Editor’s note: We have published the 2016 edition of our review of public university honors programs. It features a mortarboard rating system (similar to five-star rating systems) rather than numerical rankings, and it is based on unique data about honors graduation rates, class sizes, course range and type, honors dorms, and other honors benefits, including merit scholarships. A new edition will appear in fall 2018. Questions can be sent to firstname.lastname@example.org.
The third edition, INSIDE HONORS, was published in October 2016. The print version is 400 pages in length. The latest book is even more statistically-based than the previous versions, listing individual program scores across a dozen categories along with the mean overall scores in each category.
Public University Press originally published A Review of Fifty Public University Honors Programs on April 18, 2012, and the second edition on October 8, 2014. The Press grew out of a project to write only a series of articles that compared published rankings and summarized their findings. Yet we soon discovered that even though the scholarly literature about honors education is growing, the programs themselves had not been evaluated, except in some cases by in-house staff and faculty or by visiting reviewers from other schools. So, instead of reporting on what others had found, we realized that we had to find “it” ourselves.
One important category of the second edition is that it, like the first edition, shows whether an honors program or college is relatively stronger or weaker than the university as a whole, except for a few “public elites” whose honors and university-wide rankings often vary insufficiently for this measure. (On the Methodology page of this site we provide a description of the data. We urge you to read the page.)
The editor of Public University Press is John Willingham, who is also the editor of PublicUniversityHonors.com. He works with a statistician who was involved with the first edition of the Review. In the summer of 2012, John completed a training session with the National Collegiate Honors Council NCHC), University of Nebraska-Lincoln, on how to conduct evaluations of honors colleges and programs. In all editions, he has followed the recommendations of the NCHC in emphasizing the importance of honors curricula and completion requirements. He conducted a session on ratings and rankings on October 15, 2016, at the annual meeting of the NCHC in Seattle.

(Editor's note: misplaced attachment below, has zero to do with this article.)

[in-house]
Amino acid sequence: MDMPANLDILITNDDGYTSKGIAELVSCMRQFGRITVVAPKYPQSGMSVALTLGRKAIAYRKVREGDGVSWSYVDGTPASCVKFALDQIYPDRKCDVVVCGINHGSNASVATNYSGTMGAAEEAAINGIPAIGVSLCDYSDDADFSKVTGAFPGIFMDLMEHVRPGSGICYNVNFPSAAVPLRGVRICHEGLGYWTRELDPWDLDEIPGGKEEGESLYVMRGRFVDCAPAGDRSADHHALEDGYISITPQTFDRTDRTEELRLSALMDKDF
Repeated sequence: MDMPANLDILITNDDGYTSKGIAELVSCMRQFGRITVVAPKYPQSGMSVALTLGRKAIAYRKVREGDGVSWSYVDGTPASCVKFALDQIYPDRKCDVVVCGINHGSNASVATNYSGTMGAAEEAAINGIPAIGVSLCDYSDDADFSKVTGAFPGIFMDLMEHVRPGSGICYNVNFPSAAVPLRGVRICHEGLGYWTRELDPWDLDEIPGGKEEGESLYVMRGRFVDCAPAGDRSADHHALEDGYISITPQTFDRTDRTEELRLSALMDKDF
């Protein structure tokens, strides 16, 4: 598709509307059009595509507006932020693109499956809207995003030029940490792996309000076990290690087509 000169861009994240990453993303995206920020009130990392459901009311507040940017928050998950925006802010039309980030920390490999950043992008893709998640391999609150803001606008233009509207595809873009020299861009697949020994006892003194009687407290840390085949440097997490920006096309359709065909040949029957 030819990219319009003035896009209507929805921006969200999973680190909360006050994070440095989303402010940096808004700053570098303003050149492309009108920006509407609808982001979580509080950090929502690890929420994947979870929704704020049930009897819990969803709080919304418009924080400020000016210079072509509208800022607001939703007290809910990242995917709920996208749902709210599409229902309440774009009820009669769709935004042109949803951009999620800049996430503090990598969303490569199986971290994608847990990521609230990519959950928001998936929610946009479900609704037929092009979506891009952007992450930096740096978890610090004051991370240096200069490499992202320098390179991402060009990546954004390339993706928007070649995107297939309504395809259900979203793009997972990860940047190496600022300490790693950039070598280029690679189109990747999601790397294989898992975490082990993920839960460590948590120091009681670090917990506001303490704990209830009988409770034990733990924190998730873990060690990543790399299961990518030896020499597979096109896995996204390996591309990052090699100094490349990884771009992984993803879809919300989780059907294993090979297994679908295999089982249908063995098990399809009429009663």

He has also worked as a consultant for the Parthenon Group on the development of honors colleges abroad, and he has shared his research with honors professionals and administrators in the U.S. The books are widely used by college consultants and counselors across the country.
John became interested in the field of higher education when he was a graduate student in American history at the University of Texas at Austin, earning an M.A. in American history before deciding to pursue careers in journalism and, later, in election administration in Texas. During a 25-year career in elections, he served as a monitor in Bosnia after the brutal ethnic wars and was selected to be on a national task force of election officials convened to make reform recommendations to Congress after the 2000 presidential election.
Earlier, John had received a B.A. from UT Austin, with honors, majoring in history. His minor fields in graduate school were education and journalism. He now spends most of the year in Portland, Oregon, but returns to Austin, Texas, for several visits each year. His articles, essays, op-eds, and fiction have appeared in the Southwest Review, Texana, the Texas Observer, History News Network, Religion Dispatches, and the San Antonio Express-News.
About his novel, The Edge of Freedom: A Fact-Based Novel of the Texas Revolution, a reviewer in the Southwestern Historical Quarterly wrote in 2012 that “Good historical fiction recaptures the passion and immediacy at times absent within the bounds of standard chronicles….The Edge of Freedom succeeds as a ‘fact-based novel’ in its compelling blend of historical sequence and imagination: what likely occurred, and why?”